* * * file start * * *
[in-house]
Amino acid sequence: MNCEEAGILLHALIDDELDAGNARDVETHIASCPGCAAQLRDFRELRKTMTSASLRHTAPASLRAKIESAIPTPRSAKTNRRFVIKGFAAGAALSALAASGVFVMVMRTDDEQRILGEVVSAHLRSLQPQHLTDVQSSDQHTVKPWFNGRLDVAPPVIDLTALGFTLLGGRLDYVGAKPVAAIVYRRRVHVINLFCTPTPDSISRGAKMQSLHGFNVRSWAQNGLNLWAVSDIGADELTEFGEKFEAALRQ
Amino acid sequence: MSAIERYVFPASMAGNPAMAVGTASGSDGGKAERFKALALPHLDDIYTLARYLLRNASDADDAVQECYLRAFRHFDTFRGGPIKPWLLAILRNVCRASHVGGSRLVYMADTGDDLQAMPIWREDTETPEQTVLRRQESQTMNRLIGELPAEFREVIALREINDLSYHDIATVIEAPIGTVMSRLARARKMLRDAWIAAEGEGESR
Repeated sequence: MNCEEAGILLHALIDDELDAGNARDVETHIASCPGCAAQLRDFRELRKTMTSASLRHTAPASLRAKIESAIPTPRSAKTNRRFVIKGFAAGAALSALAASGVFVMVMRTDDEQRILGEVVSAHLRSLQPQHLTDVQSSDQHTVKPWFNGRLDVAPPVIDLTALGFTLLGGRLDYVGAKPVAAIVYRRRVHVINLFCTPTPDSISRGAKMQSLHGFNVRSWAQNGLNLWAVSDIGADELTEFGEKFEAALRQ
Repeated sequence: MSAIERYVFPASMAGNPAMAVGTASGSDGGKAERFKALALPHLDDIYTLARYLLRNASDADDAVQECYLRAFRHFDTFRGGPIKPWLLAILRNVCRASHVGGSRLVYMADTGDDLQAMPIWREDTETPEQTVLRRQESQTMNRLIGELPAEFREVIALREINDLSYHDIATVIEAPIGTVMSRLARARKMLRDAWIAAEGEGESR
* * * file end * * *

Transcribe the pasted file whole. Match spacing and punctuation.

[in-house]
Amino acid sequence: MNCEEAGILLHALIDDELDAGNARDVETHIASCPGCAAQLRDFRELRKTMTSASLRHTAPASLRAKIESAIPTPRSAKTNRRFVIKGFAAGAALSALAASGVFVMVMRTDDEQRILGEVVSAHLRSLQPQHLTDVQSSDQHTVKPWFNGRLDVAPPVIDLTALGFTLLGGRLDYVGAKPVAAIVYRRRVHVINLFCTPTPDSISRGAKMQSLHGFNVRSWAQNGLNLWAVSDIGADELTEFGEKFEAALRQ
Amino acid sequence: MSAIERYVFPASMAGNPAMAVGTASGSDGGKAERFKALALPHLDDIYTLARYLLRNASDADDAVQECYLRAFRHFDTFRGGPIKPWLLAILRNVCRASHVGGSRLVYMADTGDDLQAMPIWREDTETPEQTVLRRQESQTMNRLIGELPAEFREVIALREINDLSYHDIATVIEAPIGTVMSRLARARKMLRDAWIAAEGEGESR
Repeated sequence: MNCEEAGILLHALIDDELDAGNARDVETHIASCPGCAAQLRDFRELRKTMTSASLRHTAPASLRAKIESAIPTPRSAKTNRRFVIKGFAAGAALSALAASGVFVMVMRTDDEQRILGEVVSAHLRSLQPQHLTDVQSSDQHTVKPWFNGRLDVAPPVIDLTALGFTLLGGRLDYVGAKPVAAIVYRRRVHVINLFCTPTPDSISRGAKMQSLHGFNVRSWAQNGLNLWAVSDIGADELTEFGEKFEAALRQ
Repeated sequence: MSAIERYVFPASMAGNPAMAVGTASGSDGGKAERFKALALPHLDDIYTLARYLLRNASDADDAVQECYLRAFRHFDTFRGGPIKPWLLAILRNVCRASHVGGSRLVYMADTGDDLQAMPIWREDTETPEQTVLRRQESQTMNRLIGELPAEFREVIALREINDLSYHDIATVIEAPIGTVMSRLARARKMLRDAWIAAEGEGESR